Britta Jung discusses her recent trip to the IMLR through the Erasmus+ training scheme
People say you don’t know what you’ve got until it’s gone. Truth is, we did know what we had, we just never thought we would lose it. One of the things I certainly never thought I would lose is the ability to move with relative ease within my community, city and country, and indeed beyond. To visit family and friends. To engage and discuss with my students and colleagues face to face. As the COVID-19 pandemic continues to hold the world in a stranglehold and – as the CCTV images of the world’s usually boisterous cities and metropoles all too well illustrate – brings it to a standstill I, like so many others, scramble to adapt to the circumstances professionally as well as personally. I also happen to be thinking back to those precious few days at the end of January when an Erasmus+ Staff Training brought me to the Institute of Modern Language Research. It was meant to kick off a rather full travel and research itinerary for 2020. While I might not have known at the time that my other plans would fall through and I would get a crash course in digital literacy, I did know how fortunate I was to be able to travel to London thanks to the support of the UCD Humanities Institute and the IMLR, the generous Erasmus+ grant from the European Commission and the relative ease with which I can travel throughout the world on my German passport – the latter being particularly relevant given the short notice on which the trip was planned. But I will come back to that in a minute.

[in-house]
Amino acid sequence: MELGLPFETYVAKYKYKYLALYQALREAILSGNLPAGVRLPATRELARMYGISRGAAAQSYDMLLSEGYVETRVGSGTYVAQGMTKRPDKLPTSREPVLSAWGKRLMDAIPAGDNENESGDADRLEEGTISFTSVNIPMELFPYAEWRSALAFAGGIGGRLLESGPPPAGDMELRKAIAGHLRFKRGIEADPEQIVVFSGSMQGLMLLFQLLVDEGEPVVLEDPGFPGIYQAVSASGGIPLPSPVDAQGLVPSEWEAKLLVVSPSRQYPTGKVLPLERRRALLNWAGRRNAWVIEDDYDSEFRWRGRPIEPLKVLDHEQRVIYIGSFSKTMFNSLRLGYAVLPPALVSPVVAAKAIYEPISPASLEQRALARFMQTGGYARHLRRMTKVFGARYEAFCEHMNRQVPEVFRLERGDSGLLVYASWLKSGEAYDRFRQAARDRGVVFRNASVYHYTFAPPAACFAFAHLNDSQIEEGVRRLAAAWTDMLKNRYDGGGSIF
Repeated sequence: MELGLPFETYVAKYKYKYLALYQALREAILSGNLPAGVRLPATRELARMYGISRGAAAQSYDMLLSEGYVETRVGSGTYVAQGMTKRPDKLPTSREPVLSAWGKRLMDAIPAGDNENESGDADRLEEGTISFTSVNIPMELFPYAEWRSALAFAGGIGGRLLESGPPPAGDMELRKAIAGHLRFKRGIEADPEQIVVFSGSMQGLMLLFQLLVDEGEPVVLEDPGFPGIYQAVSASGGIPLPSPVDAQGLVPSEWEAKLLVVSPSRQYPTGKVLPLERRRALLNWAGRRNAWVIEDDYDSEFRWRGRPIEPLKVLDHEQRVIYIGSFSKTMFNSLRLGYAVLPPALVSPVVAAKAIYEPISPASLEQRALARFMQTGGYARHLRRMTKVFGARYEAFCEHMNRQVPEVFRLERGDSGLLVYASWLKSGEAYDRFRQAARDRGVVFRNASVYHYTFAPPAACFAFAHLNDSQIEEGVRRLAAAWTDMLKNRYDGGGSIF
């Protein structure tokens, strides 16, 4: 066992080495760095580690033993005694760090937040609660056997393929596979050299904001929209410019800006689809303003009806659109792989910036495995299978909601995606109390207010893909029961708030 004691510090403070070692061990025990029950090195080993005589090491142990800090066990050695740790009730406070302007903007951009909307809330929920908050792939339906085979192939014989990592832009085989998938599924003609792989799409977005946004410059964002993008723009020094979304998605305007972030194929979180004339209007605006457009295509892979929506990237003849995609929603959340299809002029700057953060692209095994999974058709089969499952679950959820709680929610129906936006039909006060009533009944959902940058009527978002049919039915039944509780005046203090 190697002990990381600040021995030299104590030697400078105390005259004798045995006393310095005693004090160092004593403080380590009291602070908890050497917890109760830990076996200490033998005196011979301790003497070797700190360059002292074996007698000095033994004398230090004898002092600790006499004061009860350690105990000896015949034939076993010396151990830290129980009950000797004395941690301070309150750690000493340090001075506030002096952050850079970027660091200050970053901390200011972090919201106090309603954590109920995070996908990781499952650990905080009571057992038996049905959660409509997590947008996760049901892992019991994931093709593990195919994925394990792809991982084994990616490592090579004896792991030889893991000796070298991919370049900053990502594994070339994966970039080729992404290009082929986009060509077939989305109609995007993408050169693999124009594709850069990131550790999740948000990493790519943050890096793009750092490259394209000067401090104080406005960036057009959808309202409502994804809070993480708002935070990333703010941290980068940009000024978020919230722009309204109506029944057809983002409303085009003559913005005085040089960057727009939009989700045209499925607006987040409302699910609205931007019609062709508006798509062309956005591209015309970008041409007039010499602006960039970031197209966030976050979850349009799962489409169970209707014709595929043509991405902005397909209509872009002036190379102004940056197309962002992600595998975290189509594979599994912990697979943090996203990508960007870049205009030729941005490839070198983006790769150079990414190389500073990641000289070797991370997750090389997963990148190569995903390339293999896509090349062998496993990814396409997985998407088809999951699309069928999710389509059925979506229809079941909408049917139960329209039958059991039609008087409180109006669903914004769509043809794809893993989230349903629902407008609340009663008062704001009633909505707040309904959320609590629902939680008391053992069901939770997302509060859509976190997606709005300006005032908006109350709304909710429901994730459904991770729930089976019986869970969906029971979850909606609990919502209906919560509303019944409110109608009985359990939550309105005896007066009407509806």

Generally speaking, my work thrives on close, personal interaction with my students and peers, and many projects and articles have been the result of this (I am clearly not one to live up to the imagery of the solitary academic working away in their quiet attic room). It has also very much shaped the way I teach and mentor students. Personal interaction serves as both an inspiration and a sounding board, it helps me to change gear and look at things from a different perspective, and it grants me access to specialist knowledge and cultural layers of meaning I might have previously been unaware of, particularly as the scope of my research and academic work continues to extend beyond disciplinary and national borders. Indeed, my time at the IMLR afforded me – among other things – the opportunity to reflect on the, at times subtle, at other times less subtle, differences between the Irish, British and German academic culture and student supervision.
But how did this particular Erasmus+ training come about? What did it mean to achieve? And why was it so hastened?